For the first time since early 2011, the average mortgage lender is quoting conventional 30yr fixed rates of 5.0%. This happened fairly quickly too, with an increase of 0.25% just in the past 3 days. What's causing all this drama and is there any hope that it will subside?
As far as causes go, here's an excerpt from one of my newsletters back in April:
2018 is all about being defensive when it comes to rates due to big-picture headwinds. These headwinds have been here for months and they're not going anywhere quickly. They include:
- A Federal Reserve (aka “The Fed”) that’s more willing to hike its policy rate while continuing to reduce the amount of bonds it buys each month. (Foreign central banks are also moving toward policy tightening).
- Fiscal policies such as the tax bill that require government borrowing, thus creating excess supply in the bond market. More supply = lower bond prices = higher rates.
- Fiscal policies such as the tax bill that may add to economic growth and inflation. Growth and inflation generally contribute to higher rates.
The most recent manifestation of this “coming to terms” process was this week’s break above 3.0% in the 10yr Treasury Yield--the yardstick against which all other long-term rates in the US are measured.
It would have been shocking had we NOT seen 10yr yields above 3% this year. If you stack up the headwinds listed above and compare them to the last time rates were 3%, there’s no question that market fundamentals say rates should be higher.
Fast forward to today, and those market fundamentals have shown up in force. This has been especially apparent in the early parts of September and October. A few highlights include:
- The strongest read on the manufacturing sector since 2004 in September, and the 4th strongest in October
- The strongest read on the services sector since 1997 (as of 2 days ago!)
- Highest Consumer Confidence reading in 18 years as of last week
- 4 consecutive months of the best wage growth recorded since before the Great Recession
- Last but not least, the lowest unemployment rate since the 1960's.
Before September, traders were feeling at least somewhat skeptical that the economic expansion could not only be maintained, but actually surge into stronger territory. VERY simply put: there's a price to pay for that surge, and a fairly hefty price at that.
This isn't just another random move higher in rates. This is a relatively gut-wrenching confirmation of what we were hoping not to see. For the first time in years, a large-scale period of indecision and consolidation in rates (marked by the red lines below) has given way to a break HIGHER as opposed to lower.
On an even grander scale, this week is the first time in decades that we can't simply fall back on the fact that rates were still inside the super-long-term downtrend seen below.
But what about mortgage rates?
You may have seen a headline or two suggesting this week's mortgage rates were actually lower than last week's. That unfortunate reality is due to some reporters' over-reliance on Freddie Mac's mortgage rate benchmark. It's unfortunate because Freddie's rate is based almost entirely on Mon/Tue rates (read about this phenomenon in detail HERE).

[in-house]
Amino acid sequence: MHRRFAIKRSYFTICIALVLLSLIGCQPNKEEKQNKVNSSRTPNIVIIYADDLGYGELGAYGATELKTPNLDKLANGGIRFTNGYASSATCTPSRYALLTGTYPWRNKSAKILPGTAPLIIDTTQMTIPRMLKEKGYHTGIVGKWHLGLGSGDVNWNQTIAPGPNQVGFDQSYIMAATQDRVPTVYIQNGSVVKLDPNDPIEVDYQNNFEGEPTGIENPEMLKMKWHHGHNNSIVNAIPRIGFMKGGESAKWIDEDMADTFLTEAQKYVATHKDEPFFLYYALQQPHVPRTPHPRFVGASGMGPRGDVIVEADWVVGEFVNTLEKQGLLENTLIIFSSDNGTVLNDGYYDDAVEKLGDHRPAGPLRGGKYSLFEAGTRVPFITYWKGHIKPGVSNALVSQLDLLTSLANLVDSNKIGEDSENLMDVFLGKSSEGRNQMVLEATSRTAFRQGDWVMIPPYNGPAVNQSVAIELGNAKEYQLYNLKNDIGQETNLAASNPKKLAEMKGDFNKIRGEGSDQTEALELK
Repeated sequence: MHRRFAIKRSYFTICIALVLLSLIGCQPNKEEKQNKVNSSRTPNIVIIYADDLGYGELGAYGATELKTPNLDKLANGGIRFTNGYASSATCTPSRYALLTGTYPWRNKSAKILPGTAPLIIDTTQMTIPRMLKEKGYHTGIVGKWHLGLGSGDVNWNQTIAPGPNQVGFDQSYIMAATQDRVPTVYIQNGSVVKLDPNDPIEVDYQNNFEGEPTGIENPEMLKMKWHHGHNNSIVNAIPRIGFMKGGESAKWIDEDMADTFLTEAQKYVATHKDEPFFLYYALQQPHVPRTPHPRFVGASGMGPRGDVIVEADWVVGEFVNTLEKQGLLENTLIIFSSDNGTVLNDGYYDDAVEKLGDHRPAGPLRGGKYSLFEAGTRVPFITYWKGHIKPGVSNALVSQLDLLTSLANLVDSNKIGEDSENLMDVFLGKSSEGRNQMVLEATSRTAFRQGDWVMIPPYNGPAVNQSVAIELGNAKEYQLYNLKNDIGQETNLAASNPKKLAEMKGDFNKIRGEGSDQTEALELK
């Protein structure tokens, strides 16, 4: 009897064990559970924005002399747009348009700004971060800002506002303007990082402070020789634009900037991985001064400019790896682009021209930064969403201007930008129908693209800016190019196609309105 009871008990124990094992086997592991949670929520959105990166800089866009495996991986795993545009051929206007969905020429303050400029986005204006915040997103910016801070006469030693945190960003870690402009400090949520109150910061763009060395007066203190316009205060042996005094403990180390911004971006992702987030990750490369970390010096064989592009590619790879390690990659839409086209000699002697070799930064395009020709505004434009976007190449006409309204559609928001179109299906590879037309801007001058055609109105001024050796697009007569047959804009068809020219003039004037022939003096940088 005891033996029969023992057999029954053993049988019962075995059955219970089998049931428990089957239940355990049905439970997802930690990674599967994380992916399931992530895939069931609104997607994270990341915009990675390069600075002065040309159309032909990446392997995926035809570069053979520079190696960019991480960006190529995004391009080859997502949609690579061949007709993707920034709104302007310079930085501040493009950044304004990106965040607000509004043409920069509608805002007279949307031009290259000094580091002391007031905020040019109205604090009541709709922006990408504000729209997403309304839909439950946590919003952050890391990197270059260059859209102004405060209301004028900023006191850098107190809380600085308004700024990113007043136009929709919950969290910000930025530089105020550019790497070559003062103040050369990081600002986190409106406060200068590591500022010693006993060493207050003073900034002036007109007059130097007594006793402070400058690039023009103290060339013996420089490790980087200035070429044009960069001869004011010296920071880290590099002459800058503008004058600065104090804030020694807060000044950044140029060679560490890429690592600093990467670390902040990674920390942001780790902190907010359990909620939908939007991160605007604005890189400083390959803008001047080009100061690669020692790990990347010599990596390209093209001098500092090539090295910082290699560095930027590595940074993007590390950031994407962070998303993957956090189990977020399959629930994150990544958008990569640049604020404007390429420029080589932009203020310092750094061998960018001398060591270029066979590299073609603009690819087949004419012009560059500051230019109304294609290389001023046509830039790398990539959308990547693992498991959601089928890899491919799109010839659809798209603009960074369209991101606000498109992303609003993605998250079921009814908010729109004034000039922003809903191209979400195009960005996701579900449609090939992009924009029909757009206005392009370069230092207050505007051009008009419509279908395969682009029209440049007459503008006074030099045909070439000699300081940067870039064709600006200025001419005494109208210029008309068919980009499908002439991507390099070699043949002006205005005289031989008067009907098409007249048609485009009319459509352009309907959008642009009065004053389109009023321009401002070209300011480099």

In other words, the rates on the first 2 days of this week were indeed microscopically better than the rates on the first 2 days of last week. Freddie issues a press release to that effect every Thursday, and many reporters rely on that press release to craft headlines about "this week's mortgage rates." Point being: as long as you consider Wed-Fri to be part of "this week," those reporters are wrong, I'm right, and rates are through the roof!
This is all pretty bleak. Is there any hope?
First off, please be prepared for the possibility that there won't be much hope--at least not for a while. When markets undergo massive reassessments of reality--which could be what we're seeing here--it can take months before seeing the rates that were available just before the spike.
A stark, recent example is the 2013 taper tantrum, where it took nearly 3 years for rates to finally make it back to where they were when many "experts" were still saying the whole thing was overdone and would blow over. That's the cautionary statement, and it's good to keep that in mind any time you're tempted to assume rates should bounce lower just because they've moved too high, too fast.
But there's an optimistic statement too. More often than not, when rates move too high, too fast, they actually do experience a bounce. We certainly can't rule out that possibility this time as well.
One caveat is that, unlike 2013, rates aren't presently reacting to one gigantic surprise. Back then, it was the Fed FINALLY breaking the bad news to markets about reducing its bond buying program. That was viewed as the end of an era. This time around, we're much more dependent on a wide variety of economic data and geopolitical risks. Right now, the data is stellar and the other risks are suppressed. To whatever extent that changes, so too could the fate of interest rates.
The most important flash point on the near-term horizon is next Thursday's Consumer Price Index. That's a key inflation report that's expected to come in strong due to strength in wages. An isolated misstep in that data wouldn't be enough to change the big picture challenges for rates, but it could play a part in a short-term reprieve. We won't talk about what might happen if it comes in hotter than expected, and we'll hope not to be forced to talk about it next Friday.